Sponges and the cycling of food on Caribbean coral reefs

16 November 2017

Last year marine ecologist Jasper de Goeij (UvA-IBED) received a prestigious ERC starting grant for his proposal 'SPONGE ENGINE: Fast and Efficient Sponge Engines Drive and Modulate the Food Web of Reef Ecosystems'. Jasper and his newly formed group are now on their first field trip to the Carmabi Research Station on Curaçao to investigate the role of sponges in the cycling of food on Caribbean coral reefs.

The new team consists of Post-Doc Benjamin Mueller, and PhD candidates Sara Campana, Meggie Hudspith and Niklas Kornder, all part of de department of Freshwater and Marine Ecology.

The role of sponges on coral reefs

Ever since Charles Darwin’s descriptions of tropical coral reefs, researchers are wondering how such hotspots of productivity and biodiversity can thrive while being surrounded by a nutrient-poor ocean. It is becoming increasingly evident that sponges play an important role in the recycling of food, which is crucial for such systems to exist.

On coral reefs, algae and corals release large amounts of energy and nutrients in the water as dissolved organic matter (DOM). However, this potential food source can’t be consumed by most heterotrophic organisms.

Jasper de Goeij and Benjamin Mueller on their way to their study site close to the Carmabi Research Station. Photo: Benjamin Mueller

Recently, Jasper de Goeij was able to show that certain sponges mainly feed on DOM. This abundant food source allows them to constantly replace cells in their bodies and thereby rejuvenate themselves. “Old cells” are then expelled and serve as food source for other organism on the reef.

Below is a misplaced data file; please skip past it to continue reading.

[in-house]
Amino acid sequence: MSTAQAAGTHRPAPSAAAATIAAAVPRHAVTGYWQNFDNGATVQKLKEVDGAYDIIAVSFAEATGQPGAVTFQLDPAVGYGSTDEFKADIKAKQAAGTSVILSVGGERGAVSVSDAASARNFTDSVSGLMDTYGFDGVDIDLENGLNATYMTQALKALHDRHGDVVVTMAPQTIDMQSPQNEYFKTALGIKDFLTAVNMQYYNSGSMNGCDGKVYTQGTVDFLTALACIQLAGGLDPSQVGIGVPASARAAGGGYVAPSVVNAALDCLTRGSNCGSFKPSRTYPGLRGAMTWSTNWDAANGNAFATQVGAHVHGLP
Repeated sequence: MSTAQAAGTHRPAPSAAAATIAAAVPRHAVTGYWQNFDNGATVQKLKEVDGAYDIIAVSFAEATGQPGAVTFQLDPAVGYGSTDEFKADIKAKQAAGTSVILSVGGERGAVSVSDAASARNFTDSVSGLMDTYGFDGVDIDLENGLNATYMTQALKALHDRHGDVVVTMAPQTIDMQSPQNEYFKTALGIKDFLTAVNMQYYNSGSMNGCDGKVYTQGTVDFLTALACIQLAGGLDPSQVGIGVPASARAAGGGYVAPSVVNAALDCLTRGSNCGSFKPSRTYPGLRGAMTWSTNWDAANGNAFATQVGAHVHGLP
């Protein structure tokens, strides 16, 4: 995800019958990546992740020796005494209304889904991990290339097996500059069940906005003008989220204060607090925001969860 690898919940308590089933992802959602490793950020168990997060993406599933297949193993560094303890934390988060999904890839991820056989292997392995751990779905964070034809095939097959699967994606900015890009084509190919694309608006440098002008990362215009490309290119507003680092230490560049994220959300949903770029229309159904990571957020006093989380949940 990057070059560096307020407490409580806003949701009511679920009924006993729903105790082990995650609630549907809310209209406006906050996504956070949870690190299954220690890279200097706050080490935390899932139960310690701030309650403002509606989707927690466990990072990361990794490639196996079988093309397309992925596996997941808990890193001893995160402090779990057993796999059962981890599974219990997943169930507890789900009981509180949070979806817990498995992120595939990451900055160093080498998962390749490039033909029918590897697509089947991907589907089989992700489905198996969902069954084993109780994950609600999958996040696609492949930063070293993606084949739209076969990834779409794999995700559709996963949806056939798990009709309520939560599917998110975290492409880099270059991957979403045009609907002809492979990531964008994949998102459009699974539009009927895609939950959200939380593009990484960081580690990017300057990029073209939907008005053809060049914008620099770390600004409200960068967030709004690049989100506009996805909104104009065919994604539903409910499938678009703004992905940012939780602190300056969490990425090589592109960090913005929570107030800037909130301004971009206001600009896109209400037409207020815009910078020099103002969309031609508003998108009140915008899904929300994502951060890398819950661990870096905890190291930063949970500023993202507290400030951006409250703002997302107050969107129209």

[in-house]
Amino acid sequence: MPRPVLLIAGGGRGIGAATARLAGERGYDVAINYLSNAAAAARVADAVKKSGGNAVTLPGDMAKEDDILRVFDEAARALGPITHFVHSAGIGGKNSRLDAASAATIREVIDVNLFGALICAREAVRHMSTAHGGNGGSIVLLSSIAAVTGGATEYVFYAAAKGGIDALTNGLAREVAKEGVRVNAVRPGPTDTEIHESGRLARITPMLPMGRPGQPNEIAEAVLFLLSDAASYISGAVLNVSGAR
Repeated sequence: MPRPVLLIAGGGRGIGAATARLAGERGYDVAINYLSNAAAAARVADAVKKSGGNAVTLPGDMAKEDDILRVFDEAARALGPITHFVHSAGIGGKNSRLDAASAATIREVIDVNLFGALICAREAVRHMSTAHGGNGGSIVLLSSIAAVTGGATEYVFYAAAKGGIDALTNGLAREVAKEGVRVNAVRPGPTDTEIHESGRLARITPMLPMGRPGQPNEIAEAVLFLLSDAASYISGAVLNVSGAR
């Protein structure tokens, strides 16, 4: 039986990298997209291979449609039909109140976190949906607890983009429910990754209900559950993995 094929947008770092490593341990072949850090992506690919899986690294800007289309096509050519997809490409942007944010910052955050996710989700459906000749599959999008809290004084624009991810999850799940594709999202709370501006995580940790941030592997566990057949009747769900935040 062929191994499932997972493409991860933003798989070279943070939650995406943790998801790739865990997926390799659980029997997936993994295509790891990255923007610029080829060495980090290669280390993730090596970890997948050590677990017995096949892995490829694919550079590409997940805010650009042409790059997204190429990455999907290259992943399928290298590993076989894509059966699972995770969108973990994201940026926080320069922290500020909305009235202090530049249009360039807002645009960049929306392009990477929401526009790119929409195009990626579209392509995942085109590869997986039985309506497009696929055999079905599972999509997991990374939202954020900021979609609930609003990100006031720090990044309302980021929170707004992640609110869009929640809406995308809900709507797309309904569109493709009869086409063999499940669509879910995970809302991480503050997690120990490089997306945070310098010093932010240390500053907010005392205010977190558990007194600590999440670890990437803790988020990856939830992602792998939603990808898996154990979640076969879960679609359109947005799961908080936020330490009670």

Through this so-called “Sponge Loop” pathway energy and nutrients stored in DOM is converted into particles and is thereby made available for the reef community.

Sponges recycle food, but how does it work?

While the discovery of the “Sponge Loop” pathway was an important step, it raised many new questions. How do sponges take up DOM? Can all sponges do it or does the growth form and the amount of bacteria living in them matter? Does it make a difference whether the DOM was produced by corals or algae? And how much energy and nutrients are recycled through the “Sponge Loop” pathway?

Niklas Kornder having a closer look at a branching vase sponge Callyspongia vaginalis. Photo: Benjamin Mueller.

To start answering these questions, Jasper de Goeij, PhD students Sara Campana, Meggie Hudspith, and Niklas Kornder, and Post-Doc Benjamin Mueller (UvA-IBED) are currently on a two months field trip at the Carmabi Research Station on Curaçao.

Sara Campana and Meggie Hudspith placing coral branches in ziplock bags to transport them to the Carmabi Research Station to test the processing of coral-derived food for sponges. Photo: Benjamin Mueller

You can follow the research activities of the Sponge Team online:

Author: Benjamin Mueller

Published by  IBED Water